Still, there’s no point in arguing one side or the other on this. I find the whole thing resembles that scene in “Good Will Hunting” where Matt Damon flattens the pony-tail guy’s entire college course history by the phases and counter-phases of US history. When discussing the atomic bombings, people go through the ‘bombs were revenge, they started it’ phase to the ‘political show the ruskies’ phase to the ‘saved lives on both sides’ phase to the ‘Truman did/didn’t really know what it meant’ phase to the ‘Emperor was going to give up that week anyway there was no need’ phase to the ‘bombs were revenge’ phase…

I’ve read and written my way through most of those. In the end, it was a horrible tragedy. If you don’t cry when you see the tattered and burnt school uniforms in the Hiroshima museum, you’re probably not human.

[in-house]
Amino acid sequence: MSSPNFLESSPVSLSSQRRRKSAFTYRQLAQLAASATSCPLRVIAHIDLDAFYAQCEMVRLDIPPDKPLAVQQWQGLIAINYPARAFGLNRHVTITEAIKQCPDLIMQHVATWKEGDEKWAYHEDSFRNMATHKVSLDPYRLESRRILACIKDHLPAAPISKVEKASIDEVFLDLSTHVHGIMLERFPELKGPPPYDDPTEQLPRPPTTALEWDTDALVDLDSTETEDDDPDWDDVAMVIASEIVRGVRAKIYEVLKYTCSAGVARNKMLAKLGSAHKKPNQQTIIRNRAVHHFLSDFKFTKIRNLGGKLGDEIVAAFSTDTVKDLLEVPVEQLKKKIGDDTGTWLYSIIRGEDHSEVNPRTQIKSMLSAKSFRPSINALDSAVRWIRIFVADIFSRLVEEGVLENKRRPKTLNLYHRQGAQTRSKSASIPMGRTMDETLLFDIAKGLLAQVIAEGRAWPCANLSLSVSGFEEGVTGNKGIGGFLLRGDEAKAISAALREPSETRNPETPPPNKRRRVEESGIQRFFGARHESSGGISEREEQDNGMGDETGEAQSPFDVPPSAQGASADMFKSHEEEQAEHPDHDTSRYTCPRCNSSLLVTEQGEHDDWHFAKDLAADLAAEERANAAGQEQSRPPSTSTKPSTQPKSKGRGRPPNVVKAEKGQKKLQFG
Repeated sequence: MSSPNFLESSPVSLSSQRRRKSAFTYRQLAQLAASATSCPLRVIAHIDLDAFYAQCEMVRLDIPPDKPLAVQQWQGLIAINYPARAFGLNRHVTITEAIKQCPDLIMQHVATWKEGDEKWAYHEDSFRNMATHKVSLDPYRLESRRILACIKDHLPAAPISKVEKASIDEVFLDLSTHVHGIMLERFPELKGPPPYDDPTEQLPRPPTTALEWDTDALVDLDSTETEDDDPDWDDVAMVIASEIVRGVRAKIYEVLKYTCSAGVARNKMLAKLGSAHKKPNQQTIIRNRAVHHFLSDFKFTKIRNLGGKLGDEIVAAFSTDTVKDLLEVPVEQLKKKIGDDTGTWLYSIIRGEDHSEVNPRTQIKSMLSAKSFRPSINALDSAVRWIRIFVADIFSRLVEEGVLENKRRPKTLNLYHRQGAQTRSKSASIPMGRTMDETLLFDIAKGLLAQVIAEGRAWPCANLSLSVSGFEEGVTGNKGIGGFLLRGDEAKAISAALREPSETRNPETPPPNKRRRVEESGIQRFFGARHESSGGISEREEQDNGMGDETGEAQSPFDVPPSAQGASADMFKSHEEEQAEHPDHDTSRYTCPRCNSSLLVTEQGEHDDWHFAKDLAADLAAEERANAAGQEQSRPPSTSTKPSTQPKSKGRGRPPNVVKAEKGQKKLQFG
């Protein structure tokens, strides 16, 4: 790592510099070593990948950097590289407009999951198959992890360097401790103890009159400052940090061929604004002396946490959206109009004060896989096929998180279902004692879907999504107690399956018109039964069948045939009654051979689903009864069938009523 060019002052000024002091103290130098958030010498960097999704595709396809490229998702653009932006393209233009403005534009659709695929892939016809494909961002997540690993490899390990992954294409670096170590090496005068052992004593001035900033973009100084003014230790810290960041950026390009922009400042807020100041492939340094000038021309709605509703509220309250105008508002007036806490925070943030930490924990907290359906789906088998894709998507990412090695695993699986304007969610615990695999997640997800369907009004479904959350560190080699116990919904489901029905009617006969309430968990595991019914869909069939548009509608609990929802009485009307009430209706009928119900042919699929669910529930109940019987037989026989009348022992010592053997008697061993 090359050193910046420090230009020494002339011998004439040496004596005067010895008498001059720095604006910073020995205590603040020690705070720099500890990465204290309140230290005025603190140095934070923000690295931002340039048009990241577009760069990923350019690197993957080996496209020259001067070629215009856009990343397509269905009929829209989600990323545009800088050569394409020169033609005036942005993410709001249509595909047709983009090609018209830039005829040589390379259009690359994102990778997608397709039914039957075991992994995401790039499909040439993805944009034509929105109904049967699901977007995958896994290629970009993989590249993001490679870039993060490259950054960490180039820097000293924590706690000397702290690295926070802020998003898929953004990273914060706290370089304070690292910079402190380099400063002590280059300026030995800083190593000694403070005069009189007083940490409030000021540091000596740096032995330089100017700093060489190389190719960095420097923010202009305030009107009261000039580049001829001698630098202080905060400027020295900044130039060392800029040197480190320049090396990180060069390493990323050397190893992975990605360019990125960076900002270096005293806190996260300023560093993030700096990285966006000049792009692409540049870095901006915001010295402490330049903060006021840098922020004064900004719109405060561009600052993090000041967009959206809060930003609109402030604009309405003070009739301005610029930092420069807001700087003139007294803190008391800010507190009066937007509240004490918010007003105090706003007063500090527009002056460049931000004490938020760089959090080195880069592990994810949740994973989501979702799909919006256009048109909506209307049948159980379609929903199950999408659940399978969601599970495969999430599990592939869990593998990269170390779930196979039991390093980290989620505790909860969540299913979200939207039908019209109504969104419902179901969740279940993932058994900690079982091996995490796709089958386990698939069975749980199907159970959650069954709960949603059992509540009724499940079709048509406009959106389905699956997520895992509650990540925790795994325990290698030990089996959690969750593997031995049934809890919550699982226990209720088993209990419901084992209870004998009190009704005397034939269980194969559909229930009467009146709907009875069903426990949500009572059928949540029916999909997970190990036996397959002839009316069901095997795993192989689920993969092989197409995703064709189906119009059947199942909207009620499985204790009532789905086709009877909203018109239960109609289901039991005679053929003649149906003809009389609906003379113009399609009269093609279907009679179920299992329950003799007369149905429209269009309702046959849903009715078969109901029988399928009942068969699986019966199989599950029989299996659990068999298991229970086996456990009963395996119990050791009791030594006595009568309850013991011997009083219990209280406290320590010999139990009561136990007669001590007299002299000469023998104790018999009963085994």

Interestingly enough, that viewpoint seems to have been lost on many Japanese moviegoers. Seems that what you say there was common with American viewers who have some context under their belts.

The original still resonates in some ends of culture here:

Context is two of Japan’s best ever dub producers did this track back in the 90s. Not sure if it was ever released in the US.

I do so wish someone would not only inform our neighbors but also the Western press, Wikipedia and some internet posters.

I know some people who lived through that as children.

Also agreed about Nagoya castle. One of my favorite things in the whole country.